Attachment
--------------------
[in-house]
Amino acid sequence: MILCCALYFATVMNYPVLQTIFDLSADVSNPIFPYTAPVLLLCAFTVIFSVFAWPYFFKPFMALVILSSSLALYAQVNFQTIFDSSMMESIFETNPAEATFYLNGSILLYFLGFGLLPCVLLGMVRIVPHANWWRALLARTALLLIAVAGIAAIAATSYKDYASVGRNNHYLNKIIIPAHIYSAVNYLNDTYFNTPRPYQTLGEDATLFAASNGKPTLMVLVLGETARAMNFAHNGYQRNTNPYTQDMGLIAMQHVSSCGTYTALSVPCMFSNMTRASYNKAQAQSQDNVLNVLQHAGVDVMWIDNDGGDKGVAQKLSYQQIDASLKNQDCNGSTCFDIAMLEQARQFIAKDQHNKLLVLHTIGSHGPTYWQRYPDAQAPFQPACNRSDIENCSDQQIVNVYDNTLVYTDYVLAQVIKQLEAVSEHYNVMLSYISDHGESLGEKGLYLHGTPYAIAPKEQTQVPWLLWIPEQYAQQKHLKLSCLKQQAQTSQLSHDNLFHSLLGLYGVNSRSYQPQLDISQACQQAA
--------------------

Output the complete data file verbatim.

[in-house]
Amino acid sequence: MILCCALYFATVMNYPVLQTIFDLSADVSNPIFPYTAPVLLLCAFTVIFSVFAWPYFFKPFMALVILSSSLALYAQVNFQTIFDSSMMESIFETNPAEATFYLNGSILLYFLGFGLLPCVLLGMVRIVPHANWWRALLARTALLLIAVAGIAAIAATSYKDYASVGRNNHYLNKIIIPAHIYSAVNYLNDTYFNTPRPYQTLGEDATLFAASNGKPTLMVLVLGETARAMNFAHNGYQRNTNPYTQDMGLIAMQHVSSCGTYTALSVPCMFSNMTRASYNKAQAQSQDNVLNVLQHAGVDVMWIDNDGGDKGVAQKLSYQQIDASLKNQDCNGSTCFDIAMLEQARQFIAKDQHNKLLVLHTIGSHGPTYWQRYPDAQAPFQPACNRSDIENCSDQQIVNVYDNTLVYTDYVLAQVIKQLEAVSEHYNVMLSYISDHGESLGEKGLYLHGTPYAIAPKEQTQVPWLLWIPEQYAQQKHLKLSCLKQQAQTSQLSHDNLFHSLLGLYGVNSRSYQPQLDISQACQQAA